2. Ryan Diem

Ryan Diem was lucky enough to play his entire career with the Indianapolis Colts, which scored him two AFC championships and one Super Bowl ring.

His hard work as an offensive lineman didn’t go unnoticed. Over a seven-year period, he held a contract worth $36 million after starting his career with a cushy $6-million signing bonus.

Before retiring in 2012, Diem managed to jump start another source of income by founding Modern Muscle in Oswego, Ill., a shop specializing in restoring cars and building performance engines.

Diem reportedly brings in $800,000 annually.

3. Alex Bernstein

Alex Bernstein had a relatively short career in the NFL, playing only four seasons as an offensive lineman for a number of teams, including the Baltimore Ravens.

Five years after retiring in 2001, he founded North Venture Partners, a software and technology incubator in Oakland, Calif.

Since getting its start, the company has launched or invested in 11 companies, including North Social, a Facebook design service that sold for $25 million.

Bernstein's success has helped him bring in a whopping $2 million annually.

4. Eugene Profit

Eugene Profit is a former cornerback for the Washington Redskins who spent four seasons in the NFL. When his career ended in 1990, Profit decided to use his Yale education to kick off the second half of his career as an investment manager.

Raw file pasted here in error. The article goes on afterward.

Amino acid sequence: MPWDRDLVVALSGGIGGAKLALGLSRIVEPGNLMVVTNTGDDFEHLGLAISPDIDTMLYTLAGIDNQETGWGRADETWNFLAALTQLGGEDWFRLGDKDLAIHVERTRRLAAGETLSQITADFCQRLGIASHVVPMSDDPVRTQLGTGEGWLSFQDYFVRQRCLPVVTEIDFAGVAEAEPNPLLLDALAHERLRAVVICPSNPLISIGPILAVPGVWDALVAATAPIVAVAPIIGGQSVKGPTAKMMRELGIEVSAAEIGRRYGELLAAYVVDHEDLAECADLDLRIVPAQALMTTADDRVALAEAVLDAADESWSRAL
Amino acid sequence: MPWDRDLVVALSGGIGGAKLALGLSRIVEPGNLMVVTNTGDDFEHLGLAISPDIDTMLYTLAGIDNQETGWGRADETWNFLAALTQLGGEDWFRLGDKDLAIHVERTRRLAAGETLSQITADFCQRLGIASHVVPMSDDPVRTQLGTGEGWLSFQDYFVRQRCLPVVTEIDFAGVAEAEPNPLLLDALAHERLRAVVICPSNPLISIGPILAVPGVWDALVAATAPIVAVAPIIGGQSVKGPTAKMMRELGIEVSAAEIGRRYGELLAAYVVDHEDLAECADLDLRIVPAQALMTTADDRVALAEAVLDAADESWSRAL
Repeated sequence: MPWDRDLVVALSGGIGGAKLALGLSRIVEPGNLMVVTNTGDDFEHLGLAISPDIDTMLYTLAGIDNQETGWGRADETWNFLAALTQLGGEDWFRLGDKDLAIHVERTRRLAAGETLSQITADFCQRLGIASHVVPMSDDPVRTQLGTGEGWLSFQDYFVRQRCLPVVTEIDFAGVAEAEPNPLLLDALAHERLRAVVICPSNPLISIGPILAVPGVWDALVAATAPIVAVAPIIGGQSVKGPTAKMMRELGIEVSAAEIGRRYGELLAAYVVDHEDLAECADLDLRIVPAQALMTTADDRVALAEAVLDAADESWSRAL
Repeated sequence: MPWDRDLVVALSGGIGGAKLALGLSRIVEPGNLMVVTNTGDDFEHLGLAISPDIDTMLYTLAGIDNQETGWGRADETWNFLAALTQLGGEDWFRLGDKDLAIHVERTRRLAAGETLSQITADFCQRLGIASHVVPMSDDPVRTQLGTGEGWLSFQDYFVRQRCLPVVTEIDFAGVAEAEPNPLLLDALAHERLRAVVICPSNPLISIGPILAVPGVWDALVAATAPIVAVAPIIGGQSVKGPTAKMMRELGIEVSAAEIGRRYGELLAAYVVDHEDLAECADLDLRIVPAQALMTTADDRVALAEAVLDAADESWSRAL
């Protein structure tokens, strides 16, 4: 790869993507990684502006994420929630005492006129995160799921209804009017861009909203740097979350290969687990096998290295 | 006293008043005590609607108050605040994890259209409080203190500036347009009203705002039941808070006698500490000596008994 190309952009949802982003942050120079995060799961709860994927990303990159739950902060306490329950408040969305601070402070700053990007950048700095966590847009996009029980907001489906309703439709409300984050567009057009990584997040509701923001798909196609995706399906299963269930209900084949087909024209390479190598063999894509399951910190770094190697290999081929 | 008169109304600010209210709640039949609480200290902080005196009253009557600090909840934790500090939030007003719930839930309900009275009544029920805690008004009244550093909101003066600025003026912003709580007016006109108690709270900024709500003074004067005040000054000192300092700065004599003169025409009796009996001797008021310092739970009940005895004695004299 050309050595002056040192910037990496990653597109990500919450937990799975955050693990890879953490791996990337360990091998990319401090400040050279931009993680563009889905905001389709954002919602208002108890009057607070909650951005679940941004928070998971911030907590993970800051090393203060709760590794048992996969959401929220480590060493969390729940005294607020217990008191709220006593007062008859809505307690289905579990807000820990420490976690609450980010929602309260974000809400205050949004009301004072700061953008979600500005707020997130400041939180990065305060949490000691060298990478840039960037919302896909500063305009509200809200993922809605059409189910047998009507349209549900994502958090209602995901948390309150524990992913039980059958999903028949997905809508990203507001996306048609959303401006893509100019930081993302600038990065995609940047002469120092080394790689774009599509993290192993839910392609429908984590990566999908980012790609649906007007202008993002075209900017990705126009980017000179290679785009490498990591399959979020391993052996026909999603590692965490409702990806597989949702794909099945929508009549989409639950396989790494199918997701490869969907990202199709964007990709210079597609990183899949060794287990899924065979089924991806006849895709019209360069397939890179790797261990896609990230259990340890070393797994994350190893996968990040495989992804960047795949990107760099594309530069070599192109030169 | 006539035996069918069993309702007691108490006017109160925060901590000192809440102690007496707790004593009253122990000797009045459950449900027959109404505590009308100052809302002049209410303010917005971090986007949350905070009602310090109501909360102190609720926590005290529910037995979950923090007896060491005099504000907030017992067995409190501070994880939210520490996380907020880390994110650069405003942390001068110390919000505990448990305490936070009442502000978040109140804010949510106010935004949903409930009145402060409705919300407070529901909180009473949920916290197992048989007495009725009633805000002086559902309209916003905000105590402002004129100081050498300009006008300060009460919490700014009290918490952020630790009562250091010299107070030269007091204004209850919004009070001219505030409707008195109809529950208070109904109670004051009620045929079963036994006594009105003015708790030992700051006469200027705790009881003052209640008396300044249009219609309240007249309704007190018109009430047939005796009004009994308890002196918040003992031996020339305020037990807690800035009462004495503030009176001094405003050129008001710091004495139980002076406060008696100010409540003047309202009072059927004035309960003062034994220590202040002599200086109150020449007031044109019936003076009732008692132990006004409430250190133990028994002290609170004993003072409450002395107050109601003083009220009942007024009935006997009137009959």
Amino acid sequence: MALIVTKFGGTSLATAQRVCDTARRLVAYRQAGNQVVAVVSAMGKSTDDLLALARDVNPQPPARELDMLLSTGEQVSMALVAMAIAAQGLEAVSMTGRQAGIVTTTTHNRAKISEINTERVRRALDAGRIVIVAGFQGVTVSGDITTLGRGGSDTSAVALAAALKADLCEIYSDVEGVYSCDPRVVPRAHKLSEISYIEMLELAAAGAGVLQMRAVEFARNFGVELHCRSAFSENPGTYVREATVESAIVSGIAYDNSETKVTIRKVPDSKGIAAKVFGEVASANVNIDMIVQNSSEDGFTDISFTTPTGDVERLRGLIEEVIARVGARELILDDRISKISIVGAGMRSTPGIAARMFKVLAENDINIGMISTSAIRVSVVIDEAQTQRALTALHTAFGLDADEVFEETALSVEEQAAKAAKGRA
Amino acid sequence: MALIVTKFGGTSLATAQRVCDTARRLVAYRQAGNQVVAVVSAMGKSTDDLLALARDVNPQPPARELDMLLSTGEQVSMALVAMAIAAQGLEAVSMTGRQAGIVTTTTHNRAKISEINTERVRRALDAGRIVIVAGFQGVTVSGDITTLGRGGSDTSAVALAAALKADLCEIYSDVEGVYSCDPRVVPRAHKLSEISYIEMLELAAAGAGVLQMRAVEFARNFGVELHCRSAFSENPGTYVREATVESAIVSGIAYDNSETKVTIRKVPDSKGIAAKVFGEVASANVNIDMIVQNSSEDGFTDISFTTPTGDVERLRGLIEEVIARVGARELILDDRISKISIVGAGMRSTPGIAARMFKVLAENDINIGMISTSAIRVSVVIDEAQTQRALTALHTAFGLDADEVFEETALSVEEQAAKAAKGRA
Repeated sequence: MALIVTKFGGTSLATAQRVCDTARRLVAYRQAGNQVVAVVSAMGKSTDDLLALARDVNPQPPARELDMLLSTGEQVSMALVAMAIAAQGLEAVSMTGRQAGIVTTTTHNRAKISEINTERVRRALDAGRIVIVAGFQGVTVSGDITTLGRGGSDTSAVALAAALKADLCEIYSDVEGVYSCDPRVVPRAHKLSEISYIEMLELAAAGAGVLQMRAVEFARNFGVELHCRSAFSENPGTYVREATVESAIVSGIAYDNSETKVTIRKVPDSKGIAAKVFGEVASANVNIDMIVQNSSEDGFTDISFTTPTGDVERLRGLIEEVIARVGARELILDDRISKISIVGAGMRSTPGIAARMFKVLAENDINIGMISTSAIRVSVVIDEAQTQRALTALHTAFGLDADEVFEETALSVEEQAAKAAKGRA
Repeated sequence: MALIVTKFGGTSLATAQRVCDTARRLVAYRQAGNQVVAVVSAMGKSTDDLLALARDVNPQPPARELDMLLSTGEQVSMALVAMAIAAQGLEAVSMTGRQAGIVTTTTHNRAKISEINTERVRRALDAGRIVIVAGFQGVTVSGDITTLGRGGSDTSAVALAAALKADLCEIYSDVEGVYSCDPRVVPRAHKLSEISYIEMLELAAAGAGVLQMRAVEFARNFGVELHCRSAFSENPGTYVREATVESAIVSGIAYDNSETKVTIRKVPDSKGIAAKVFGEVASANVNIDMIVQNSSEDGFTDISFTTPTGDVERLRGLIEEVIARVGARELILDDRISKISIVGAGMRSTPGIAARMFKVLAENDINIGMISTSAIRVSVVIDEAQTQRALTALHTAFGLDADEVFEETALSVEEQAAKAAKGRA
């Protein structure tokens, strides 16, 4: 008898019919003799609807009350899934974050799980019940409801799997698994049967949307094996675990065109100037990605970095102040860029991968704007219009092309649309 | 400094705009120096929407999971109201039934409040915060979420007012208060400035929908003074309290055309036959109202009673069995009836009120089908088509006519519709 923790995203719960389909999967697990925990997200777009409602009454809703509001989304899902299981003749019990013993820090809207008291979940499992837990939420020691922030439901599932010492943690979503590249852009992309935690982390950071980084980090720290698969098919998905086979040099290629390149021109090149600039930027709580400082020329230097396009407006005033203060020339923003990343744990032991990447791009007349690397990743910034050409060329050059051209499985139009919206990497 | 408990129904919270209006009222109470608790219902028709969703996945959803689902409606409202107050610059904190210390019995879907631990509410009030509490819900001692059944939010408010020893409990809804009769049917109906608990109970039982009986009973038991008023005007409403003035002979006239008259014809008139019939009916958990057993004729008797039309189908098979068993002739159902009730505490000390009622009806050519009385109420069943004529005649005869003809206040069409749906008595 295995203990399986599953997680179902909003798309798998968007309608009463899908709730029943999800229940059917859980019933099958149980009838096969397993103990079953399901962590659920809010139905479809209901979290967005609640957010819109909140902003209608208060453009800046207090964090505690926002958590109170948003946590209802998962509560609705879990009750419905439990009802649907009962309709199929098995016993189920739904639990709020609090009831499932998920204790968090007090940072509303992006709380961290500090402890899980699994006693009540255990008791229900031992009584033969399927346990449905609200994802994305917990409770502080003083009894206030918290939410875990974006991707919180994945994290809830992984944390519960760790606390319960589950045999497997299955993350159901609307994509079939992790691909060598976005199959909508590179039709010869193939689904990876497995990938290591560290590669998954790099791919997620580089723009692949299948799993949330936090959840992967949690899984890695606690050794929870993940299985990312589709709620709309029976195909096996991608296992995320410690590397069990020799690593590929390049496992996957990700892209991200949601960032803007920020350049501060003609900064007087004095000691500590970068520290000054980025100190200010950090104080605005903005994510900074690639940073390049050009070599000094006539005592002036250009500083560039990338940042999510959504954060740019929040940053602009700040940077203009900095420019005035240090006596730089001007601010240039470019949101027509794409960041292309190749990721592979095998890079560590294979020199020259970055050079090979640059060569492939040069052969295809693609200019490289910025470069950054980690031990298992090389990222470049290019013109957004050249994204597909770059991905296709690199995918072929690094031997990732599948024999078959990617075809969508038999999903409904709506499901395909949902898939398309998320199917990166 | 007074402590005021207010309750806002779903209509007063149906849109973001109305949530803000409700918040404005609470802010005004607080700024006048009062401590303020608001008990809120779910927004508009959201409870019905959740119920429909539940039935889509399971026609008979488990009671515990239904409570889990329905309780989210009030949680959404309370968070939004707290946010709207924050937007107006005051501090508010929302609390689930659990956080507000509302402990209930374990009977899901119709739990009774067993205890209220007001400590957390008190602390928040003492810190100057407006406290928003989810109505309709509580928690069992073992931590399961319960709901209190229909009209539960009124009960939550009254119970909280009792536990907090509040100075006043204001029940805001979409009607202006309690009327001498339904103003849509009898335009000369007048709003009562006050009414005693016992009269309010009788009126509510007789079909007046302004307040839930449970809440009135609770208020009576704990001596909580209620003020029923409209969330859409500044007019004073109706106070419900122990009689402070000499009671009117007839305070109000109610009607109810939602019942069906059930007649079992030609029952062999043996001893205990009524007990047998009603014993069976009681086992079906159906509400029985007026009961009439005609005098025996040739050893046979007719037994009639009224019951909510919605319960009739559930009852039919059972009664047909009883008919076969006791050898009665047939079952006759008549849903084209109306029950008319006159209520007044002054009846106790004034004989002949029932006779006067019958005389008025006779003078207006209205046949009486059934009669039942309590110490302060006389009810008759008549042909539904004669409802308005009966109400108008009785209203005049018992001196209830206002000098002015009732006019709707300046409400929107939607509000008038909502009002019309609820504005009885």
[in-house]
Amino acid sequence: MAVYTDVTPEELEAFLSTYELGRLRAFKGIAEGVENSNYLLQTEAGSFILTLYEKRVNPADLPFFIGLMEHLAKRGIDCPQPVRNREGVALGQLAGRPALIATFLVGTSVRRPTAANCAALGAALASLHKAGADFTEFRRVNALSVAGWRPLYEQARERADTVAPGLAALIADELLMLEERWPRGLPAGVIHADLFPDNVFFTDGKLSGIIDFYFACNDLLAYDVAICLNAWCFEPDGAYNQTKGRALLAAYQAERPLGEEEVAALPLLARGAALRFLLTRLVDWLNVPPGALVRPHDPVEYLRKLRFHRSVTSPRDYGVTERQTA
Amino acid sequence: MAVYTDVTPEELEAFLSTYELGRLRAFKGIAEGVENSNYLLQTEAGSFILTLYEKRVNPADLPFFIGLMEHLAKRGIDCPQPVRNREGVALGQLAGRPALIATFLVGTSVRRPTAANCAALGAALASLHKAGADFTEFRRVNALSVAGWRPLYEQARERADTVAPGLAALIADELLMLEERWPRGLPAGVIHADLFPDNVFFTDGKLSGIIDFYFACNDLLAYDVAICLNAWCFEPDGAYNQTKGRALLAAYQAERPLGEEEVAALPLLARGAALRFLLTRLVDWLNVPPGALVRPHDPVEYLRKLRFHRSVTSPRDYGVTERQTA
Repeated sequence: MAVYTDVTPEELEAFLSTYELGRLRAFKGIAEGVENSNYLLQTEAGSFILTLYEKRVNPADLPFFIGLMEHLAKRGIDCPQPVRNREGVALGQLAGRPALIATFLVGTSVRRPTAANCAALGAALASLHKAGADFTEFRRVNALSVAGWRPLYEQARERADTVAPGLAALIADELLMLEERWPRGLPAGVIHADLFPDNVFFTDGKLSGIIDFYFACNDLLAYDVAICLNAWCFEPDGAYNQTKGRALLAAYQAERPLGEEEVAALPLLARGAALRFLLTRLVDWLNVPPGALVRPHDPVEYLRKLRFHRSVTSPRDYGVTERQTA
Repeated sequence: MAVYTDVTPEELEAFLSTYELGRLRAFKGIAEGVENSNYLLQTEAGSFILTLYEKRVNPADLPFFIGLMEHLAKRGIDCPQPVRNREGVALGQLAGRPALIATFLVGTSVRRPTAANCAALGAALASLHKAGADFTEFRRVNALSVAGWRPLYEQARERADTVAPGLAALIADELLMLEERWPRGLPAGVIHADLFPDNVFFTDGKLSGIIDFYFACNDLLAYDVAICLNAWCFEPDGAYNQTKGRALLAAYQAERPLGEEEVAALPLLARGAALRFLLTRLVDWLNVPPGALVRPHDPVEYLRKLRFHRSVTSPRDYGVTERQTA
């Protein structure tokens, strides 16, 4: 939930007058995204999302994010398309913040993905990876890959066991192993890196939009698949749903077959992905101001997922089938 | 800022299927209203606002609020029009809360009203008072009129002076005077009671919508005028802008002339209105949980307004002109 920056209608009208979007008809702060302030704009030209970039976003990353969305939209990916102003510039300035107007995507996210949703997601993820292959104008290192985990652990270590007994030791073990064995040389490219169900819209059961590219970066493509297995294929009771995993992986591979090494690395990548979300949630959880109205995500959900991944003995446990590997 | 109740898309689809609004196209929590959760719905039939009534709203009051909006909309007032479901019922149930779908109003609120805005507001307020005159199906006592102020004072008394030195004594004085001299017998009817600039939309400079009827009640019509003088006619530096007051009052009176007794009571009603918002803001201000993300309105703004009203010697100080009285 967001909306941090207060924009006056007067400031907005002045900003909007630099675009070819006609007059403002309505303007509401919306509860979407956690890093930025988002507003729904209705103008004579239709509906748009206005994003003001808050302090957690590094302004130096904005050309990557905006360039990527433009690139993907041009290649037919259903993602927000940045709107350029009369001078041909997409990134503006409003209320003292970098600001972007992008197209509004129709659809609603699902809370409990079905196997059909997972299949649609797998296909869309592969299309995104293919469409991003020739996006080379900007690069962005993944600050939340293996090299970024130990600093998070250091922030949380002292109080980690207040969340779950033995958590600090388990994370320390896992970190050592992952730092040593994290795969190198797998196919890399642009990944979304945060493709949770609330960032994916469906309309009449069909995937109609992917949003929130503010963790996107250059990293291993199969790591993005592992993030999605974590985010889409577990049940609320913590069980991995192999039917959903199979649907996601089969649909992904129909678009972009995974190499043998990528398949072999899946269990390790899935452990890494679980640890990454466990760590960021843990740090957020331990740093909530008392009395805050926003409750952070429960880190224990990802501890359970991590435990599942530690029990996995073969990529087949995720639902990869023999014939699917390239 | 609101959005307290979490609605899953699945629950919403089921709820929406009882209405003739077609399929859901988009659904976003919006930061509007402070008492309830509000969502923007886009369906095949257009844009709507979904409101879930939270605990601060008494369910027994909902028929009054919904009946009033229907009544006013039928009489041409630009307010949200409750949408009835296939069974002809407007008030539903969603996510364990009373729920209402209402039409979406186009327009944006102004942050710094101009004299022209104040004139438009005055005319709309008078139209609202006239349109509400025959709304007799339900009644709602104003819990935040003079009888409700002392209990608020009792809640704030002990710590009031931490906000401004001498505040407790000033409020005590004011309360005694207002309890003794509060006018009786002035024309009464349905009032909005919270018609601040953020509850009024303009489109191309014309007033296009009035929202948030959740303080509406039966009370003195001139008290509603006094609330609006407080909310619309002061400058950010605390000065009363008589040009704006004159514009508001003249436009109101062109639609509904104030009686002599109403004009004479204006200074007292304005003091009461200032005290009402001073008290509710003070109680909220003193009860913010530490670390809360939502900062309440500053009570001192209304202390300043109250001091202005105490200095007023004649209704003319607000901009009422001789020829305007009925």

He first began as a financial consultant at Legg Mason and, after spending two years there, went on to start his own investment management firm, Profit Investment Management, which he heads as president and CEO.

The company has grown substantially since its inception in 1996, growing from $300,000 to approximately $2 billion under management as of 2010.

5. Rick Mirer

Rick Mirer was a quarterback for several teams between 1993 and 2004, including the San Francisco 49ers and the Oakland Raiders.

A few years after ending his 12-year career, he founded Mirror Wine Company, a five-person winery in St. Helena, Calif., that sells cabernet sauvignon and sauvignon blanc online and to distributors.

A percentage of the company's proceeds benefit the Mirer Family Foundation, which assists children in his hometown of Goshen, Ind. The earnings from his wine company are estimated at $400,000 annually.

6. Chafie Fields